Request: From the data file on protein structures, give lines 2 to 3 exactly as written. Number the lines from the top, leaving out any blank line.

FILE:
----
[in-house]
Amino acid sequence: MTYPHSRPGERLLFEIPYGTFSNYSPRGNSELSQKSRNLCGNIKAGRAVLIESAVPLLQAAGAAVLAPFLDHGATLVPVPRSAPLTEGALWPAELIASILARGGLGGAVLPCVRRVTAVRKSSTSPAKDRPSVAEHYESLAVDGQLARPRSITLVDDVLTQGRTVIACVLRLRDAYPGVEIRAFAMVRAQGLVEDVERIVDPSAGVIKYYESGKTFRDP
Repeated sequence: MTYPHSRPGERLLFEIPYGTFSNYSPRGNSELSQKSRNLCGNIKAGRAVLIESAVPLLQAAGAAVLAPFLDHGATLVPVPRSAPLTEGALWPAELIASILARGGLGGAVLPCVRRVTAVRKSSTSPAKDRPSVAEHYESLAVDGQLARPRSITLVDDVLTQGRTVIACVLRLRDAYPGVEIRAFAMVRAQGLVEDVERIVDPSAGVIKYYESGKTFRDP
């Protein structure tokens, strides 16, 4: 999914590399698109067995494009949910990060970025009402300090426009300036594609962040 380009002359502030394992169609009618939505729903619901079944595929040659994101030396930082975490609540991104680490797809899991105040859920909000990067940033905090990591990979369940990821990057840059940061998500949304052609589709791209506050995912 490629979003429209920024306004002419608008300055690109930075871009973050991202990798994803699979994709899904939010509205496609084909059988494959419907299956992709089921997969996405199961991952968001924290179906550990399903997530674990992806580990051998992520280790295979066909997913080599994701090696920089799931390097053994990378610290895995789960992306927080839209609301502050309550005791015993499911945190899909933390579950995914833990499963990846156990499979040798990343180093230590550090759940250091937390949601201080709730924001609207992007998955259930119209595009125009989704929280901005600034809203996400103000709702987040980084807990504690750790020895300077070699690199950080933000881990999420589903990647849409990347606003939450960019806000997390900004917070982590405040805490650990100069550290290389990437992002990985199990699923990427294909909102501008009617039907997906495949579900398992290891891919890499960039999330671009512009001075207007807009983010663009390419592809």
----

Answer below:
Amino acid sequence: MTYPHSRPGERLLFEIPYGTFSNYSPRGNSELSQKSRNLCGNIKAGRAVLIESAVPLLQAAGAAVLAPFLDHGATLVPVPRSAPLTEGALWPAELIASILARGGLGGAVLPCVRRVTAVRKSSTSPAKDRPSVAEHYESLAVDGQLARPRSITLVDDVLTQGRTVIACVLRLRDAYPGVEIRAFAMVRAQGLVEDVERIVDPSAGVIKYYESGKTFRDP
Repeated sequence: MTYPHSRPGERLLFEIPYGTFSNYSPRGNSELSQKSRNLCGNIKAGRAVLIESAVPLLQAAGAAVLAPFLDHGATLVPVPRSAPLTEGALWPAELIASILARGGLGGAVLPCVRRVTAVRKSSTSPAKDRPSVAEHYESLAVDGQLARPRSITLVDDVLTQGRTVIACVLRLRDAYPGVEIRAFAMVRAQGLVEDVERIVDPSAGVIKYYESGKTFRDP